hey, I didn't write the goddam dictionary.

 

Anyway, I got to thinking that this was just too much fun to keep to

myself, so I wandered back into the shop, dried off some, then grabbed

a couple shop towels to use as stepping stones (by tossing them

alternately in front of me) so I could go up front and into the house

without making TOO much of a mess. Got to the bedroom, opened the door

and said: "Hey, wake up. Let's go play in the mud."

 

"WHAT?" she said.

 

"Let's go play in the fucking mud. C'mon," I said. "Bet you used to

like to play in the fucking mud."

 

"Maybe," she said, sorta irritated, "but I don't want to now," then

she got a look me in the light. "God. You're a mess...what have you

been doing?"

 

"Playing the fucking mud!" I answered, cackling, wildly pleased and

self-amused to no end that she'd offered me the opportunity to do so.

 

"You're nuts," she said. "Can I please go back to sleep?" Aw, c'mon, I

persisted, "this is important to me.. get dressed and c'mon."

 

"No," she said. "Take the dogs."

 

"Okay," I said, all hang dog myself. "Yer no fun."

 

Anyway, the dogs DID seem to have a pretty good time. Lightning had a

let up a good bit, and they were getting quite a kick out of wallowing

in the ditch and trying to drink all the water that ran through it,

except bones, who seemed almost sorta pissed off at it for knocking

him off his feet and more or less bit and chomped at it. I dug and

poked and sat in the water and tossed the dogs around until we were

all good and filthy.

 

I was about ready to pack it in, because, despite the moderate

temperatures, I was starting to get a case of the shivers, when I

noticed the new neighbor who is renting the ramshackle dump on the

property that adjoins ours, a few hundred feet away, heading out to

his cinderblock carport shed thing in a too-small neon yellow Gorton's

fisherman outfit. Even though he and some sort of significant other

have been renting the place for about a year, I've never said a word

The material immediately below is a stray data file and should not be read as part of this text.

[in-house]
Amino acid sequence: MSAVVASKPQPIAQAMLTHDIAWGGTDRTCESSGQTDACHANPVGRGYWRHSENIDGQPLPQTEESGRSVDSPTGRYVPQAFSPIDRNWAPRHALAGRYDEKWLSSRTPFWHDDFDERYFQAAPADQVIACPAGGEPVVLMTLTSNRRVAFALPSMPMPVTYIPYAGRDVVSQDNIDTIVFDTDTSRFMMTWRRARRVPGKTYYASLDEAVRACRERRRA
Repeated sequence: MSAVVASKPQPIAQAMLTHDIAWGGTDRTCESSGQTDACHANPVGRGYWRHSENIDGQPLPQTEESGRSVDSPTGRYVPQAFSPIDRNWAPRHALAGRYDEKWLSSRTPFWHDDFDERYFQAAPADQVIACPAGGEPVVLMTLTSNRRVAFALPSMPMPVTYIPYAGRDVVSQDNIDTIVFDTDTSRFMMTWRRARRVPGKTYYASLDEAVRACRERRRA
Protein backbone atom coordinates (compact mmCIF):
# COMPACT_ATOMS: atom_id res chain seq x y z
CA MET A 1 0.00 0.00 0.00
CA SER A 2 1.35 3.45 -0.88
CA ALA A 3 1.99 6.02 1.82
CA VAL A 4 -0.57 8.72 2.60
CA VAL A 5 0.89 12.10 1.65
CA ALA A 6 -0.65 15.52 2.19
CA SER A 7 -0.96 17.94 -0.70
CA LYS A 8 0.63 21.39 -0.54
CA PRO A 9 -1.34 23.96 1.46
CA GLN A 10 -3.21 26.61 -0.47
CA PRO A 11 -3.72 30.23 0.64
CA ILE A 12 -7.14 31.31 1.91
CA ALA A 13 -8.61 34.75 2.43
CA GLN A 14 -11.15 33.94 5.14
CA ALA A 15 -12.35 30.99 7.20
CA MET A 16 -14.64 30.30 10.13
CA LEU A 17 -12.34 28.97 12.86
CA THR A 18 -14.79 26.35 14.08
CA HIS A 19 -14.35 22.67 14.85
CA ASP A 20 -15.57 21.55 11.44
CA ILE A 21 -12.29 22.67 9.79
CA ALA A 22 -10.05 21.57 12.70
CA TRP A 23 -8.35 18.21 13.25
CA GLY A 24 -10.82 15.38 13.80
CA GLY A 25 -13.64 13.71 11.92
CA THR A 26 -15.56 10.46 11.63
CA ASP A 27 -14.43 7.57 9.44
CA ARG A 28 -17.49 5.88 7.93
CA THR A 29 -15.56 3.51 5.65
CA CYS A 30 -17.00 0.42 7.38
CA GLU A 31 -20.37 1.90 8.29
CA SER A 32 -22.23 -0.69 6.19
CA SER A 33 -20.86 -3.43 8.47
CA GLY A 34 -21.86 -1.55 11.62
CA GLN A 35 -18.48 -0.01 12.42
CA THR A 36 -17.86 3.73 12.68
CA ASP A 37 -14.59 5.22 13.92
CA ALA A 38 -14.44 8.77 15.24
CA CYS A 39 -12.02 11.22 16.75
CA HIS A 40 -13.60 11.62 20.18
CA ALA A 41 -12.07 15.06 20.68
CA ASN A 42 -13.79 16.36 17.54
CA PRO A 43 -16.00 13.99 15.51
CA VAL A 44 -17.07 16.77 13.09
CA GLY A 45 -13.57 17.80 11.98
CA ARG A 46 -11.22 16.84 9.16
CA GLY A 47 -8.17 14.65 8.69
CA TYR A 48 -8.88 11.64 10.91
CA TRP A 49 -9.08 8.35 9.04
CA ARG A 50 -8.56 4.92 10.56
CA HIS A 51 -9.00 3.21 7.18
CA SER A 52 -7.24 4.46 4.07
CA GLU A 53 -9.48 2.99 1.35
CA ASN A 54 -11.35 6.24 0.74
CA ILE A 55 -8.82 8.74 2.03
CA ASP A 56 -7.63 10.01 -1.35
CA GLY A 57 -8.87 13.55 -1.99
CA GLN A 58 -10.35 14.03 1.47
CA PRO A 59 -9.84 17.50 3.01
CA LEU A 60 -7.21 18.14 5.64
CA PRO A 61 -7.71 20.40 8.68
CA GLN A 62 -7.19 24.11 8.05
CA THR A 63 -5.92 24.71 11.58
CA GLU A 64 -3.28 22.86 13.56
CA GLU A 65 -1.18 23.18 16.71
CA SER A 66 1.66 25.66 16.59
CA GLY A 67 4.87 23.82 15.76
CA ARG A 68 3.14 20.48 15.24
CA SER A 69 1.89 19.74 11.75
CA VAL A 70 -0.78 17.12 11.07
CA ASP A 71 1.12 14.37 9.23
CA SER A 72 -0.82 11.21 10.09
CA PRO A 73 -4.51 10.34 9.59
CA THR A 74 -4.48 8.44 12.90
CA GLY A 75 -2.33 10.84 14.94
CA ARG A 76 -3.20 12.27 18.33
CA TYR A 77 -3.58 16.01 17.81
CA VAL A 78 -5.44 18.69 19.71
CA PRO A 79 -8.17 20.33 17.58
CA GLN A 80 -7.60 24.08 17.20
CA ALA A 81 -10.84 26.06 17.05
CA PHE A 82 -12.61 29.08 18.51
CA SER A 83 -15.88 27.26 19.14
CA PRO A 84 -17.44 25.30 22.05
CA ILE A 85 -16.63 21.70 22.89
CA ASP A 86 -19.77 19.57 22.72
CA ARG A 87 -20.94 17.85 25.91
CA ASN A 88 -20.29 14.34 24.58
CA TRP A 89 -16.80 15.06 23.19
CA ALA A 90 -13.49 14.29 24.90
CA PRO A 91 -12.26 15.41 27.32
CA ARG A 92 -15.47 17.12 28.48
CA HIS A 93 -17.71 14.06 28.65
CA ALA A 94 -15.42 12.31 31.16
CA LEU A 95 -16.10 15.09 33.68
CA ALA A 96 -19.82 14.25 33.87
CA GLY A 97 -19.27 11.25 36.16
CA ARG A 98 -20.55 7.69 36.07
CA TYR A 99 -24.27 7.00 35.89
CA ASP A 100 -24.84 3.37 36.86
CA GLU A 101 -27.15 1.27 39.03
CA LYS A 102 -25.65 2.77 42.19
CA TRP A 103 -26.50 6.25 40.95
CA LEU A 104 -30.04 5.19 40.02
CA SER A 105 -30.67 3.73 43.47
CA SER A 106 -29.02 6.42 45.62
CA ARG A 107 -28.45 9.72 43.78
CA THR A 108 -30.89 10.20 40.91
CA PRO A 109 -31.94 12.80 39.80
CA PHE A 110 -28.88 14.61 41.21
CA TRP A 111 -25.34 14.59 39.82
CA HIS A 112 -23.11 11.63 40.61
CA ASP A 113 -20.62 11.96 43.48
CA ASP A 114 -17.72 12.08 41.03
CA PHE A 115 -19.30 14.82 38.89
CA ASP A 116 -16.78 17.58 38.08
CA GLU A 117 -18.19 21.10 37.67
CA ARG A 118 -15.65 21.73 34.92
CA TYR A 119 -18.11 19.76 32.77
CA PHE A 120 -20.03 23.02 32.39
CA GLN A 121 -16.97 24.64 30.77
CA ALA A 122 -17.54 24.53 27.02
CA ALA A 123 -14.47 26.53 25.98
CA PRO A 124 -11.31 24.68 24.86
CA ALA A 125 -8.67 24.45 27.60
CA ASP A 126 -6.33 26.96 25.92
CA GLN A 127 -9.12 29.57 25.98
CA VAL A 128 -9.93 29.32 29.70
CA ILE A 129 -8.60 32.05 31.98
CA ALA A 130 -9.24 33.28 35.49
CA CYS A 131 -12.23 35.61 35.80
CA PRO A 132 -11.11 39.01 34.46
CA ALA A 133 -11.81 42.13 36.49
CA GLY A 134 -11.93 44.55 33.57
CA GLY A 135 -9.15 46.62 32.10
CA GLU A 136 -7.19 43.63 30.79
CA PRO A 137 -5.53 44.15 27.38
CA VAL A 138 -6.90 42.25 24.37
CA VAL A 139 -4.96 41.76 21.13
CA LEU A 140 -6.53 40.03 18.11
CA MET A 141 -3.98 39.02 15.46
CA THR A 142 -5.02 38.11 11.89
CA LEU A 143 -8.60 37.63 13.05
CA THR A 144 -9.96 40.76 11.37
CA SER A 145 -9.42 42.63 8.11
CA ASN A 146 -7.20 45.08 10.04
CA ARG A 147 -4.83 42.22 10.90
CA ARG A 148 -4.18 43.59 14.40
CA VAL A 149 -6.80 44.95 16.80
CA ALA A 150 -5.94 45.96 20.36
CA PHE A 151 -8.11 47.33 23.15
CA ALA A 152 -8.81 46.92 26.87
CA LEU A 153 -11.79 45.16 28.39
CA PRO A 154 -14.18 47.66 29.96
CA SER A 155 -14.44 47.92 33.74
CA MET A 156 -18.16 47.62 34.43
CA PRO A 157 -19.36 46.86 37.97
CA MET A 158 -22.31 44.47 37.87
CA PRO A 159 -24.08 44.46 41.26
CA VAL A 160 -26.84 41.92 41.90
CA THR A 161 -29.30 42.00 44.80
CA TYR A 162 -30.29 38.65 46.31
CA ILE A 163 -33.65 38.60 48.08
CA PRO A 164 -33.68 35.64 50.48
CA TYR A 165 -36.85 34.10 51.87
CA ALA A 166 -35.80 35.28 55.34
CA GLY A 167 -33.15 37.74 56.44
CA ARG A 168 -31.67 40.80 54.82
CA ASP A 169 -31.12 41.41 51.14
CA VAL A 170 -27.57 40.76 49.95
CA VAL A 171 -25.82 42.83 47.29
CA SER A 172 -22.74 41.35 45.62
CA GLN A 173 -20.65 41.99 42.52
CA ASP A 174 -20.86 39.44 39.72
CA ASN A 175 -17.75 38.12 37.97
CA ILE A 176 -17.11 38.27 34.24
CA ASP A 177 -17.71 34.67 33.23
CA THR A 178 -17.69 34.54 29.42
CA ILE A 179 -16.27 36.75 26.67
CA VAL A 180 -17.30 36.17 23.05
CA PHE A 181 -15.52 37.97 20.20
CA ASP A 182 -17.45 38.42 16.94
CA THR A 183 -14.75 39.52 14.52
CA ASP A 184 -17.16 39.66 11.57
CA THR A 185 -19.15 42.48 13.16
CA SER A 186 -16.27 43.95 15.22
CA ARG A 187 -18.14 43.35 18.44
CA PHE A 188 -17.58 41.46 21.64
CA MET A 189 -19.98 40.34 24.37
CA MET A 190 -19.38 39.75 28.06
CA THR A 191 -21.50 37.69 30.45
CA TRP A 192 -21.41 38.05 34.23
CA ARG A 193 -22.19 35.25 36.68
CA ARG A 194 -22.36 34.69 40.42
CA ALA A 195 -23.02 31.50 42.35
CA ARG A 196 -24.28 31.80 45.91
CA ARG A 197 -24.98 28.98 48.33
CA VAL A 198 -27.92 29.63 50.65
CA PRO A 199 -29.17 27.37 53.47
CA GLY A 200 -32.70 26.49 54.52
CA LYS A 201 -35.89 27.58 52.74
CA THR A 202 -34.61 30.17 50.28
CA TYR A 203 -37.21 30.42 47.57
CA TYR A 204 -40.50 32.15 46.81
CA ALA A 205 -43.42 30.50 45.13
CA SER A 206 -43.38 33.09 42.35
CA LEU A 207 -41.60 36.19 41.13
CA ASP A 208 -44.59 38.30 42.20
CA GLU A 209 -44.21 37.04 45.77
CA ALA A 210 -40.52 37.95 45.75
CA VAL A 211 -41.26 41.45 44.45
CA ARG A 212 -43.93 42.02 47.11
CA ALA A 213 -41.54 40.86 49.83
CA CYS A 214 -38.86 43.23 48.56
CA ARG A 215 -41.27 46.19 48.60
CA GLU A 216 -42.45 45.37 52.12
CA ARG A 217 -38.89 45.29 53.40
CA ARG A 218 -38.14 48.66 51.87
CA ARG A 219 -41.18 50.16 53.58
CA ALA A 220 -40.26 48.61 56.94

to either of them, or they to us. Now seemed like a good time to break

the ice.

 

"Yo," I holleerd, Whussup?" "Huh," he answered, looking over at me

with obvious uneasiness, then making his way to the fence, saying:

"Oh, nuthin...Yer power out?"

 

"Yeah," I said.

 

"Just going out here to see if I kin git this goddam generator

runnin," he said. "Probably won't. Put the fucking thing up without

draining the gas a year ago....carb's probably fulla shit." "Yeah," I

said. "Well, we got juice...come by if you cain't and it don't come

back on and you get tired of being in a house without it," I said,

unconciously effecting the sub-suburban hick vernacular. "Thanks," he

said, kinda cautiously, checking out the grass and such in my hair and

the mud splattered all over me, "What are you doin...you got flooding

problems?" "Nah," I said. "Just playin in the fucking mud....but I'm

gettin tired of it...headin in."

 

"Uhhh." He said. "Yeah." Then scooted off in the direction of his

shed.

 

When I got through hosing off myself and the dogs, putting them in the

shop to dry off, taking a shower and getting dressed, I was

semi-pleased to see the power was back on, because then I knew I

wouldn't have to make good on my hasty and generous offer to allow the

neighbors access to our electrical appliances.

 

But I never felt there was much of a chance that they would, anyway.